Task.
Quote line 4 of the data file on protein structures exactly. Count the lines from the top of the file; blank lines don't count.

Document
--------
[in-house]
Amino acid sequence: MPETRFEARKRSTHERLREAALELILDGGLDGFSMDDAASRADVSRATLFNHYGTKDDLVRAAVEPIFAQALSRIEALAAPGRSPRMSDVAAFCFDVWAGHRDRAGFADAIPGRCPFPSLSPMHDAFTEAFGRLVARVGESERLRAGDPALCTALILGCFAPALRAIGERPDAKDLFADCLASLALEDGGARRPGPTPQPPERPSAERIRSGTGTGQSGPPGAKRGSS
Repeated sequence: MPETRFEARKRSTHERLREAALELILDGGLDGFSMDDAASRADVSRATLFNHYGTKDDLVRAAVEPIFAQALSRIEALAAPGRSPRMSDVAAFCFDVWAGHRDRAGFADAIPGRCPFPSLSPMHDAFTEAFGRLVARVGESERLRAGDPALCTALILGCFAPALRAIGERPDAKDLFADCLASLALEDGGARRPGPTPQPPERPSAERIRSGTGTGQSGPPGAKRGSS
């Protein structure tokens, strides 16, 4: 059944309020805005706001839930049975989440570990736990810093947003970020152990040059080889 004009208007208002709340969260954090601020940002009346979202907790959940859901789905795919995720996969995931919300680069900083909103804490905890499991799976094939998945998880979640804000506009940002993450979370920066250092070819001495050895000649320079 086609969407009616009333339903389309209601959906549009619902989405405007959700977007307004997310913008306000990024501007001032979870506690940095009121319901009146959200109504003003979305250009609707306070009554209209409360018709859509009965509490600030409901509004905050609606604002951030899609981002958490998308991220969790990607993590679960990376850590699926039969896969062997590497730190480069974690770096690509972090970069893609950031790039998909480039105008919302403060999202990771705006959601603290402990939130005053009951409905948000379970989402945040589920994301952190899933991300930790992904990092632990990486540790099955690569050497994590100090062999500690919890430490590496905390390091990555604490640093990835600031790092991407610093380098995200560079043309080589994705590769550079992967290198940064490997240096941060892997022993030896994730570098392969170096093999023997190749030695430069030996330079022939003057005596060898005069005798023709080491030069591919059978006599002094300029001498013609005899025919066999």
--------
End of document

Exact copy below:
């Protein structure tokens, strides 16, 4: 059944309020805005706001839930049975989440570990736990810093947003970020152990040059080889 004009208007208002709340969260954090601020940002009346979202907790959940859901789905795919995720996969995931919300680069900083909103804490905890499991799976094939998945998880979640804000506009940002993450979370920066250092070819001495050895000649320079 086609969407009616009333339903389309209601959906549009619902989405405007959700977007307004997310913008306000990024501007001032979870506690940095009121319901009146959200109504003003979305250009609707306070009554209209409360018709859509009965509490600030409901509004905050609606604002951030899609981002958490998308991220969790990607993590679960990376850590699926039969896969062997590497730190480069974690770096690509972090970069893609950031790039998909480039105008919302403060999202990771705006959601603290402990939130005053009951409905948000379970989402945040589920994301952190899933991300930790992904990092632990990486540790099955690569050497994590100090062999500690919890430490590496905390390091990555604490640093990835600031790092991407610093380098995200560079043309080589994705590769550079992967290198940064490997240096941060892997022993030896994730570098392969170096093999023997190749030695430069030996330079022939003057005596060898005069005798023709080491030069591919059978006599002094300029001498013609005899025919066999």